If you travel on the Pennsylvania Turnpike, be sure to pick up a copy of the Turnpike's cleverly-named newsletter, the "Turnpike traveler." On page six, you'll find a color two-page spread describing a "day in the life of a toll collector." Pictured are Christopher Golan, who works at the Philadelphia Interchange, and Darlene Frist, who works at the Gateway Interchange. By the time the newsletter went to press, both had quit to pursue better jobs. However, at the time the article was written, Chris and Darlene offered valuable insight into the exciting job of collecting tolls.

Chris thoughtfully remarked that working at the Philadelphia Interchange was no different than working at other interchanges, in that there is a "never-ending panorama of vehicles as far as the eye [can] see, ready to exit the Turnpike." As an exercise to the reader, prove why this job is boring. [Hint: Use mathematical induction.] Prior to becoming a toll booth collector, Chris was a Black-Jack dealer in Atlantic City. Darlene has been a toll booth collector ever since she was born.

Darlene comments on her work at the Gateway Interchange, which is similar to the Philadelphia Interchange, in that both are barriers placed on exits to prevent motorists from leaving without first waiting in a long line to pay lots of money.

Darlene describes the thorough on-the-job training that all tollbooth collectors are given, which includes learning the subtle differences between a "one" dollar bill and a "five" dollar bill, and how to ward off gargantuan mosquitoes who might try to pay with Canadian currency, which is accepted neither on the Pennsylvania nor Ohio Turnpikes, nor in Canada, which has no roads anyway, much less turnpikes.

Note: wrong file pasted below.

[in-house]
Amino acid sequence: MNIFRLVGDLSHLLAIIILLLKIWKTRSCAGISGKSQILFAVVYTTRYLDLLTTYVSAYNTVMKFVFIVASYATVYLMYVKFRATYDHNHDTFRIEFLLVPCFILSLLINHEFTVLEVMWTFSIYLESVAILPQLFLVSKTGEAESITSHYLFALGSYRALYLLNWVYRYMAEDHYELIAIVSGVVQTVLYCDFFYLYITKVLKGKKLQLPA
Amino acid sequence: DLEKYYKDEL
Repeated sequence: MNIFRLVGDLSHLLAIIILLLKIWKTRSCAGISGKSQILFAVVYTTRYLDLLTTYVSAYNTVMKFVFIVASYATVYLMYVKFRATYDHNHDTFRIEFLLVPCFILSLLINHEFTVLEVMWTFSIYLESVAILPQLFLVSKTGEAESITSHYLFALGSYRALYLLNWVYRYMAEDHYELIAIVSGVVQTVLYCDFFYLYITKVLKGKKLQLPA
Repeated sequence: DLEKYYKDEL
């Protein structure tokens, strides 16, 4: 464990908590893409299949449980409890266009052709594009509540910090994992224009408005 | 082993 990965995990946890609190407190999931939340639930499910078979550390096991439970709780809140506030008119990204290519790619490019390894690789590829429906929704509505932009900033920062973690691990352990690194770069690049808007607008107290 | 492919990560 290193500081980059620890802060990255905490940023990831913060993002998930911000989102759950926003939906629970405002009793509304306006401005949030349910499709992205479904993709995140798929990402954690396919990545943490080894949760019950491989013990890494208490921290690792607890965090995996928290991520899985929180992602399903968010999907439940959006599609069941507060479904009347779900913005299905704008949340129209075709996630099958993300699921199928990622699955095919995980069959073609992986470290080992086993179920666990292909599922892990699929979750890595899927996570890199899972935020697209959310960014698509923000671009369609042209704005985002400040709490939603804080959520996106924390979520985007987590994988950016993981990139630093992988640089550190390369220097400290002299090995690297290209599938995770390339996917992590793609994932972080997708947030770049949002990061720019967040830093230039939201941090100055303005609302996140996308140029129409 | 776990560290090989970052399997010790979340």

Darlene describes the process used by tollbooth collectors when a motorist has a problem. If the motorist's problem can't be resolved by her, she calls a shift leader. If the shift leader can't help (for example, they have just quit to pursue a better job), then a state trooper may be summoned to shoot the motorist, which is legal in Pennsylvania, but not in Ohio. In Ohio, tollbooth collectors are legally allowed to shoot motorists, preferably after they have already paid their toll.

The other main difference between the Pennsylvania and the Ohio Turnpikes is that the Pennsylvania Turnpike claims to go through "mountains." In actuality, you folks in Pennsylvania are fooling yourselves if you think there's any mountains around here. What you have here is big hills. If you've ever made it west of the Mississippi, you might have seen the Rocky Mountains. Those are real mountains. The Andes is a bona fide mountain chain. The Appalachians weren't much of a challenge for the settlers to cross in 2,000 B.C. They hopped over them in a day. It was the Rocky Mountains which caused them to struggle, taking the better part of ten centuries to cross, and requiring the invention of the steamboat, the cotton gin, and electronic commerce.